3. NAP (name, address, phone number)

  • For many businesses (particularly local ones) providing such basic information not only helps users find / contact you, it helps search engines verify your basic information.
  • Business name, address, and primary phone number are relevant fields for any common listing (Google My Business, Yelp, Facebook, etc.). Adding these to your footer may help such listings verify your information which may in turn give your listing an added boost.

Conversion Rate Optimization

We’ve talked a lot about conversions already: increasing conversions, tracking them, etc.

One way to increase conversions is to drive more traffic. Another is to optimize your website so a higher percentage of your traffic converts.

Let’s say your site gets 1,000 visitors per month. It converts 5% of those visitors.

1,000 visitors * .05 (percentage) = 50 conversions per month.

But what if you improve your content and 5% increases to 10%? You’ve doubled your conversions.

So how do you do it?

The Sales Funnel

Your conversions or sales are at the bottom of your funnel. They are your end goal.

But you get traffic from all sorts of different starting positions in the funnel.

Your job is to provide the content that leads users towards your goal.

This may mean providing a smaller conversion like a “subscribe to my email list” rather than trying to force a top-of-the-funnel user straight to your product page.

Or maybe in your site’s case, it’s better to augment their user experience with more informational content.

Say a user found your website via your blog. You can offer valuable, related information in your sidebar (more below).

Try to figure out the different values you can offer that can lead users towards your goal. Conversion rate optimization is an ongoing process of tweaking content to improve the flow of your sales funnel.


Calls-to-action (CTAs) catch a user’s attention. A big colorful button that stands out from the text and images is eye-catching. It’s goal? Offer something valuable to encourage action.


Add To Cart




Calls-to-action should be strategically placed in your content. Don’t overwhelm users with 10 bright red buttons scattered on your page.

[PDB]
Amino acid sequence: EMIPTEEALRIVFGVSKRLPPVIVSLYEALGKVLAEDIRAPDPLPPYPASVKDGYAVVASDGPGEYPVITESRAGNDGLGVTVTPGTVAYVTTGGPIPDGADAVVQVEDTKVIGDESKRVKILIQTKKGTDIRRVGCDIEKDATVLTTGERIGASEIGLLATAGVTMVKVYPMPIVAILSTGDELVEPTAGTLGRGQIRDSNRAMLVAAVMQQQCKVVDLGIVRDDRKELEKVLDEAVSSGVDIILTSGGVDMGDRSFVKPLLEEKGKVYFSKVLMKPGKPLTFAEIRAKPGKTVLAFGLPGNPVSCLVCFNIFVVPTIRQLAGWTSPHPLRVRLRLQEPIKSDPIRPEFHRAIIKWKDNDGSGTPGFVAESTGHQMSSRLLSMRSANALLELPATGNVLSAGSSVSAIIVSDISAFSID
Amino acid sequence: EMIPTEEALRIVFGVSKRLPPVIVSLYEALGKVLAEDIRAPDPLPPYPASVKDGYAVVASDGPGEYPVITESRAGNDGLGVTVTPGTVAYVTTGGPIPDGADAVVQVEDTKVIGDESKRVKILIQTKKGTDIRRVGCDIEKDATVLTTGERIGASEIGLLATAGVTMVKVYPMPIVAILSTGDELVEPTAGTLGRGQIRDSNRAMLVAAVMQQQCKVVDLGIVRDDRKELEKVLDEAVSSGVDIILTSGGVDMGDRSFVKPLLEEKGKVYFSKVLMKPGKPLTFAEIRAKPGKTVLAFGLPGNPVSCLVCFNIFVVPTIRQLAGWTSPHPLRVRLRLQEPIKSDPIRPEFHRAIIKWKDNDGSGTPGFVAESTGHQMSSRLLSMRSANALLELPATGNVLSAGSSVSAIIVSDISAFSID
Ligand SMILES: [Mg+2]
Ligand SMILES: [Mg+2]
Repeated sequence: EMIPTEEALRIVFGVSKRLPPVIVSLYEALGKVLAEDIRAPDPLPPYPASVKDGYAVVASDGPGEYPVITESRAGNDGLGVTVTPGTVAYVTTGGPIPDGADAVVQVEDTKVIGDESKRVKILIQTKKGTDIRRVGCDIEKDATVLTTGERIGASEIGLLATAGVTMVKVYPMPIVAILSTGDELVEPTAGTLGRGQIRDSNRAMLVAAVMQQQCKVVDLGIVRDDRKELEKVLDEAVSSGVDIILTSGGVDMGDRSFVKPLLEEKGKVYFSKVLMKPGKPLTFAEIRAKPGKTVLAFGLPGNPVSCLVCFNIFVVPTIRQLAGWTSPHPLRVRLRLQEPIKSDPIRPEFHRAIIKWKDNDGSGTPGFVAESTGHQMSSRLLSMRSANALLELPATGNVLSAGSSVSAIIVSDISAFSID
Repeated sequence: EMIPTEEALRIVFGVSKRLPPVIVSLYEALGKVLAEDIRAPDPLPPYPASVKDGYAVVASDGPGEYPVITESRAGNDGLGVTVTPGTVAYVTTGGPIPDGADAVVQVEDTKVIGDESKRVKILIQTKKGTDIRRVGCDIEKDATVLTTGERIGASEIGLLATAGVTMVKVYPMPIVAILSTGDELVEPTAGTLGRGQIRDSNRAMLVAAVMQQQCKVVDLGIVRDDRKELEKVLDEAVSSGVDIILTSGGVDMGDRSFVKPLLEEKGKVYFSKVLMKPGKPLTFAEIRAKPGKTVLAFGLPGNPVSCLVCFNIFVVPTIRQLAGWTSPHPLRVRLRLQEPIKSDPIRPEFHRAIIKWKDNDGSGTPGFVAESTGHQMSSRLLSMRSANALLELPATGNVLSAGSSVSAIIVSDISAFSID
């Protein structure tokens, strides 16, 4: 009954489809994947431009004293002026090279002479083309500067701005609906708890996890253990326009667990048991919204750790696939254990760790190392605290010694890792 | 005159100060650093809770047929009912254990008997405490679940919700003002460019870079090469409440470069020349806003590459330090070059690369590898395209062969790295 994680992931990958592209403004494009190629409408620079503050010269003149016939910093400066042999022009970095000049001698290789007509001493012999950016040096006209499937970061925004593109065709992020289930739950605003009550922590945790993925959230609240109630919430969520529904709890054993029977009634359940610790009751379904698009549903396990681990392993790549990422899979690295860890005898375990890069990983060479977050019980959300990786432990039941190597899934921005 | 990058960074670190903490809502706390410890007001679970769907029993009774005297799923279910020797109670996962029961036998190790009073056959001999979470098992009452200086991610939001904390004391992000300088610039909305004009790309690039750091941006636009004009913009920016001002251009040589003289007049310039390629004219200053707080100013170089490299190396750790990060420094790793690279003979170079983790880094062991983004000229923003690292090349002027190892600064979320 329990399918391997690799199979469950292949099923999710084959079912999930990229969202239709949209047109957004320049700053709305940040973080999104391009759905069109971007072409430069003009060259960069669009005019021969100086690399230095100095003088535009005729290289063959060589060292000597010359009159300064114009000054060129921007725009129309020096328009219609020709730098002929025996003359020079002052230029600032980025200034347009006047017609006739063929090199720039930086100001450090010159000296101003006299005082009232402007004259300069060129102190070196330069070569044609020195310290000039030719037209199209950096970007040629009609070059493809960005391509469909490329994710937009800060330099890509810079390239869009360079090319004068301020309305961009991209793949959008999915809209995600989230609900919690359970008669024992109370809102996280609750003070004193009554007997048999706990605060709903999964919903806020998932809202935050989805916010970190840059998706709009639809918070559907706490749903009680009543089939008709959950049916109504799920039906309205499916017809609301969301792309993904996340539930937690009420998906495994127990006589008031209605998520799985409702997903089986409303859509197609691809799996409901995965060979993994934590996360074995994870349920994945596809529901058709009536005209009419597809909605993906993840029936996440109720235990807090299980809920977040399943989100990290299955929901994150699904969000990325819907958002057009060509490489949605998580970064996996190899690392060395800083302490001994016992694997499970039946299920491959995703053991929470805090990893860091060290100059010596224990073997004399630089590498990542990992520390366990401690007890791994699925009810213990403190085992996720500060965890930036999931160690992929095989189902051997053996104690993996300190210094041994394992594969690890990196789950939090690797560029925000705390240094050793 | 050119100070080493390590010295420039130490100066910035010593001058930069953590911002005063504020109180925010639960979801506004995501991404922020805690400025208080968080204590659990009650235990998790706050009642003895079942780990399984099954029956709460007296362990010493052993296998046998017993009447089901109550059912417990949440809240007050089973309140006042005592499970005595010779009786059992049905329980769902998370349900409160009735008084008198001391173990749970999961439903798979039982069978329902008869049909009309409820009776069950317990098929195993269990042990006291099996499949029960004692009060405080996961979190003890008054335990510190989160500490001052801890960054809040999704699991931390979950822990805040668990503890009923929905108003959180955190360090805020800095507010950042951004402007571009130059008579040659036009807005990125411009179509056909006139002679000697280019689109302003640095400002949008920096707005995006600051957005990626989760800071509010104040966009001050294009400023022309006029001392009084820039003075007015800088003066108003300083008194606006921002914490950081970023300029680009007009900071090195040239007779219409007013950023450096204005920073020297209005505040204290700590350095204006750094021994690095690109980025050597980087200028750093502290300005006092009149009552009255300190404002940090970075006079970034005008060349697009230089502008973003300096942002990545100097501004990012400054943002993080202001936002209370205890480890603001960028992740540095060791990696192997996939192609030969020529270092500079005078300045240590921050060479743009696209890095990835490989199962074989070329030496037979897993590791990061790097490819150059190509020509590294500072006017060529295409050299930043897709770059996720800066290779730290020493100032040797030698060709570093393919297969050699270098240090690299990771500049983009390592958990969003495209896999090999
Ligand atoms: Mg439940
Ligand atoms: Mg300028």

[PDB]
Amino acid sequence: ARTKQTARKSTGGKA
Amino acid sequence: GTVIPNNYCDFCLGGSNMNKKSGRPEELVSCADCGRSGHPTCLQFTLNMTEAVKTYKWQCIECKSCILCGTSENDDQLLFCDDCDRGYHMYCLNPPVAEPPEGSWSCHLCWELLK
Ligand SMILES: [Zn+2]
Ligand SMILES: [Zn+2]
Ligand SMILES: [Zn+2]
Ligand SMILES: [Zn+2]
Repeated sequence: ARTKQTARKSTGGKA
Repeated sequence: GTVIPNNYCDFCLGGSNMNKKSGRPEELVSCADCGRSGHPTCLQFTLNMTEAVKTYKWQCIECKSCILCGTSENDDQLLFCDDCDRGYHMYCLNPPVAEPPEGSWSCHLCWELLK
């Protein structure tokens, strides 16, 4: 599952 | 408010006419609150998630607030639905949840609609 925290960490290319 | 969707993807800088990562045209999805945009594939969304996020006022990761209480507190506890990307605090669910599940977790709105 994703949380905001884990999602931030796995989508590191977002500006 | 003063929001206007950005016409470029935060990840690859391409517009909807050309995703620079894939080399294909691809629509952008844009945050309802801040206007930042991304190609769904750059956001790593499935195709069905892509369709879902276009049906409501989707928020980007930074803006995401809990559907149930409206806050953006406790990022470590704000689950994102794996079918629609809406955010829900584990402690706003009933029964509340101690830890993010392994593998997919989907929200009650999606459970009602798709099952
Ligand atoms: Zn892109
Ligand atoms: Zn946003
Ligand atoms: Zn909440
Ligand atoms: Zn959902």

Discover your best calls-to-action; the ones that offer the most value and the ones people use the most.

Make them precise, clear, and compelling.


Your sidebar content should relate to the main content of your page and should be interesting for people visiting your website.

Common uses of a sidebar include…

  1. Linking to related articles
  2. Linking to products / services
  3. A short bio of your company (maybe it links to your about page)
  4. Linking to blog categories

Use a mix of images and text to augment a user’s idea of what they’ll get when they click on a link in your sidebar.

For sidebars that display on multiple pages (especially high-trafficked pages), put yourself in a user’s shoes. What types of content are they looking for? What do they want?

Structure of Products and Services

Your products or services are an integral part of your site, and you want to make sure they’re optimized for (1) keyword rankings and (2) a positive user experience.

In general, have a separate page for each product or service you offer.

This helps each of our two goals.

  1. You can target each product or service with keywords in the title tag. Each product or service becomes a potential landing page for its target keyword.
  2. You can easily link to relevant products or services from other areas of your site.

You’ll also want to have a category page for relevant product groups.

If you sell outdoor apparel (shirts, pants, footwear, etc.) you’ll want a category page that links out to all of your individual shirt products. Same goes for pants and footwear.

Category pages help accomplish the same goals listed above -- you can link to a category page and you can insert keywords for that category page to rank in Google.

In this particular case, you probably want separate categories for men and women.

So your structure will look like this…

Local SEO and Listings

Geographical Content

Create web pages targeting geographical regions, towns, cities, or states. This provides websites with the opportunity to rank for key phrases that contain their target region.

If you own a small chain of restaurants you could create location pages dedicated to each of your restaurant locations.